Audio interviews: Nude photos, racist texts led to Brown County game warden's firing


BROWNWOOD, Texas - Audio interviews released Tuesday reveal a pattern of sending nude photos and racist text messages led to the firing of a former Brown County game warden.

In November KTXS obtained an internal affairs investigation conducted by the Texas Parks and Wildlife Department into David Bosecker.

Bosecker was fired in July after spending nine years as the game warden stationed in Brownwood. An administrative investigation led by Assistant Commander Michael Durand found Bosecker over the course of two years sent messages offensive to women and African Americans.

The audio files were made available to KTXS on Tuesday using the Texas Public Information Act. A lawyer representing Bosecker hasn't responded to requests for comments.

"Can you describe some of the images?" Durand asked Bosecker in an interview held in May.

"I can only imagine," Bosecker said with a heavy sigh.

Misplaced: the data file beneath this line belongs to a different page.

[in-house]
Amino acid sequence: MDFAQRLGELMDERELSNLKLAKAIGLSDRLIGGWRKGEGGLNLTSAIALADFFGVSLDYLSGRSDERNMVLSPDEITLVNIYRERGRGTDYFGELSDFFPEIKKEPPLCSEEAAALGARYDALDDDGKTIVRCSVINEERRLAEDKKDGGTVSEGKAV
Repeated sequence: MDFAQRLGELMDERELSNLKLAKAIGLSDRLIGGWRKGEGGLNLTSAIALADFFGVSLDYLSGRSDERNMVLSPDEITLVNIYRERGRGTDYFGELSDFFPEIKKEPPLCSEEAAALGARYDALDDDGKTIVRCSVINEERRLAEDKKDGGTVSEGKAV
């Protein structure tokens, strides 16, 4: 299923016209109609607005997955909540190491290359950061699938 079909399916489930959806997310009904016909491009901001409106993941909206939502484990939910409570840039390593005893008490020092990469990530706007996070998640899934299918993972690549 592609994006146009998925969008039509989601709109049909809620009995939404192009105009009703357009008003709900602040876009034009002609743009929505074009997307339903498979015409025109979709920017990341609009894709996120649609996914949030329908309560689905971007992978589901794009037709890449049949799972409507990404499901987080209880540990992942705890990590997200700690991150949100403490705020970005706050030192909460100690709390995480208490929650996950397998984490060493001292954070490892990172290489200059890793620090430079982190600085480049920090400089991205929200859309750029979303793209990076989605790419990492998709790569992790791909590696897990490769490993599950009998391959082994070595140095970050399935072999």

"Is there anything in there that could be construed as being racial or racist?" Durand said.

"I'm sure there is, I have no doubt," Bosecker said.

Investigators spent nearly two months looking into the allegations filed against Bosecker.

"If somebody of a different ethnicity saw these images, do you think they would be offended?" Durand said.

"They could be. If it was sent out in public, it could be offensive," Bosecker replied.

The report showed Bosecker sent more than a hundred obscene messages. Most of the images were too graphic to publish, but in some he's mocking blacks raised by single mothers and compared President Obama to a chimpanzee. He also sent a text describing Hispanics using a derogatory term.

A Brownwood citizen who received the messages submitted a complaint against Bosecker.

"How did you start receiving these images?" Durand said.

"It was just out of the blue man. I thought, why would a guy of his stature send me this stuff, if that makes sense," the victim said.

While Bosecker apologized for the images, he told the investigator they were sent from his private cell phone.

Nevertheless, the TPWD fired him for violating their orders of conduct, integrity, and private life. The agency concluded that the images affected Bosecker's "credibility as an officer to be fair and impartial to all others."

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